Patricia Maroño

Patricia Maroño

Marketing Assistant

World Rare Disease Day

Today, February 29, World Rare Disease Day is celebrated under the slogan "Prevention is better than cure for rare diseases".

For a pathology to be classified as a rare disease (RDD), it must affect a certain number of people. In this sense, there is no worldwide agreement on what the prevalence should be, but in Europe, RRD is defined as affecting less than 1 in every 2,000 inhabitants.

Approximately 80% of RRDs are genetic in origin, while the remaining 20% are the result of infectious, immunological, degenerative or proliferative diseases. The most important problem faced by patients and their families is the delay in diagnosis. The data indicate that half of the patients wait more than four years for diagnosis, and in 20% of cases it can even take more than a decade. This time will depend on two variables: how clear the patient's signs and symptoms are and the degree of knowledge about the disease in question.

In order to understand this delay, it must be taken into account that 2 out of 3 cases appear in the first years of life, which complicates the correct diagnosis, since during childhood the signs and symptoms usually present in a poorly defined manner, in addition to the great variability that patients can show in their symptoms. This situation highlights the need for specific studies to identify the cause of RRD and, therefore, reduce the time needed to reach a diagnosis. The problem of diagnostic delay is compounded by the fact that only 5% are treated.

Characteristics and diagnosis

Most of the RRDs are chronic and degenerative diseases, so patients suffering from them face chronic pain, motor, sensory or intellectual difficulties, which cause physical, intellectual, vision or hearing disabilities, among others. All this translates into an impact on their quality of life and also, in parallel, on the lives of the people around them, who have to face added difficulties in their daily lives.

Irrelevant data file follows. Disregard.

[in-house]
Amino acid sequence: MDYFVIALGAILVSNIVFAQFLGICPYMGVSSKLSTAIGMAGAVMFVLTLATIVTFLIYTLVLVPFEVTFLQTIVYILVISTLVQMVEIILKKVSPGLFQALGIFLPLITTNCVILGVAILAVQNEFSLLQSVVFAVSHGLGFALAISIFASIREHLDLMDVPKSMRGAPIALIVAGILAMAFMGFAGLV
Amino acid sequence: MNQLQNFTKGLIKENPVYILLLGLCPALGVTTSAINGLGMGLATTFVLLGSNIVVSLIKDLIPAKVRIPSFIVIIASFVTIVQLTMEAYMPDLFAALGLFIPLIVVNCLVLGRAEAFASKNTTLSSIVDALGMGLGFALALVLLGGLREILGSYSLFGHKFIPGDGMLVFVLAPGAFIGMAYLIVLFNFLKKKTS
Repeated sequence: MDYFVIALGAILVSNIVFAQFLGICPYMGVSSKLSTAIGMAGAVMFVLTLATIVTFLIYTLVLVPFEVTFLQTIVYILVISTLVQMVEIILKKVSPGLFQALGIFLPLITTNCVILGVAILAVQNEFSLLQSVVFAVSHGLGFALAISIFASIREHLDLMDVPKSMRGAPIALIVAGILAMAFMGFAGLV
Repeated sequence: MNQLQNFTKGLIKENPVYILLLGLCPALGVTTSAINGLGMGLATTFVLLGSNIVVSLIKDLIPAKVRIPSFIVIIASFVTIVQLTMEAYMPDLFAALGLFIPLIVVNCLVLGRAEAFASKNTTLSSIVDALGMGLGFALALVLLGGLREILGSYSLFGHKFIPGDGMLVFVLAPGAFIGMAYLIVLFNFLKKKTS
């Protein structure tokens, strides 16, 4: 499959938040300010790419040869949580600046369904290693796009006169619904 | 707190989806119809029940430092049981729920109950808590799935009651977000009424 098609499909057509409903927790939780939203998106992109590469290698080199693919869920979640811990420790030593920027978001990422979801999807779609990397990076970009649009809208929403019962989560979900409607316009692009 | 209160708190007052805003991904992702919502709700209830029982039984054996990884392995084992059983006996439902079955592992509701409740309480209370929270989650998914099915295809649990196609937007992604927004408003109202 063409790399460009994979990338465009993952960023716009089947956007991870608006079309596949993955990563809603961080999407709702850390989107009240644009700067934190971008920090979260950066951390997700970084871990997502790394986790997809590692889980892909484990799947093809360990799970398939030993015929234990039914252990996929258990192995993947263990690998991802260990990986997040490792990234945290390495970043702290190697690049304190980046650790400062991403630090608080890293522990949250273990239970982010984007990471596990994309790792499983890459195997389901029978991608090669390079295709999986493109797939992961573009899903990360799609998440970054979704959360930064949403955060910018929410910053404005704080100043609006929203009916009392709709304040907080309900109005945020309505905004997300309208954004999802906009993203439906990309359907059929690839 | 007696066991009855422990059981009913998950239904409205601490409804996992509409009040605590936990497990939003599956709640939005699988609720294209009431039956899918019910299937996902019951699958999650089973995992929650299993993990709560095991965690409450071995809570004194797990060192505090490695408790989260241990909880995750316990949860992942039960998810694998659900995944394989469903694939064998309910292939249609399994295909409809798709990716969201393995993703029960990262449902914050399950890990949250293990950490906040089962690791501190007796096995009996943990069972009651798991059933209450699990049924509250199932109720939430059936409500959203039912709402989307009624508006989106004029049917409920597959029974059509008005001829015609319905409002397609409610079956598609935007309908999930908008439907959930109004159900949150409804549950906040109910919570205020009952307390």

Leyre Larzabal, Clinical Genetics Manager

Since 80% of RRDs have a genetic basis, it is essential to perform a genetic study to try to obtain additional information that will help clinicians in the correct management of the disease. The process consists of obtaining a biological sample from the patient, usually blood or saliva, which is sent to the laboratory, where the DNA is extracted. This DNA is sequenced and a complex bioinformatics analysis is carried out on this data to identify all the variants or changes in the DNA of the sample under study. Subsequently, the geneticists will be in charge of relating these changes to the clinical presentation of the patient to identify those that are the cause of the disease.

In certain situations, such as the presence of a heterogeneous and complex phenotype that raises suspicion of several genetic diseases or that does not correspond to any known genetic disease, current technology allows the simultaneous analysis of the more than 20,000 genes present in humans, called whole exome study, or even the analysis of the entire genome as a whole. In pediatric cases, it will often be necessary to use a different approach called exome trio, in which samples from the patient and his or her parents are sequenced and analyzed. This approach has been shown to improve the diagnostic performance of the patient's genetic study in isolation.

In Dreamgenics we collaborate with some EERR associations, as is the case of the Association of Neuromuscular Diseases of the Principality of Asturias (ASEMPA), the Tarlov Cysts Association y Objetivo DiagnósticoIn this way they can better understand how these studies can help to correctly diagnose their disease and the implication that the information obtained has, both for them and for their relatives.

If you are a patient or an association, and you want us to help you, you can contact us by writing an email to or by calling 613 031 849 to speak with our geneticist Leyre Larzabal.

Interested? Subscribe to our newsletter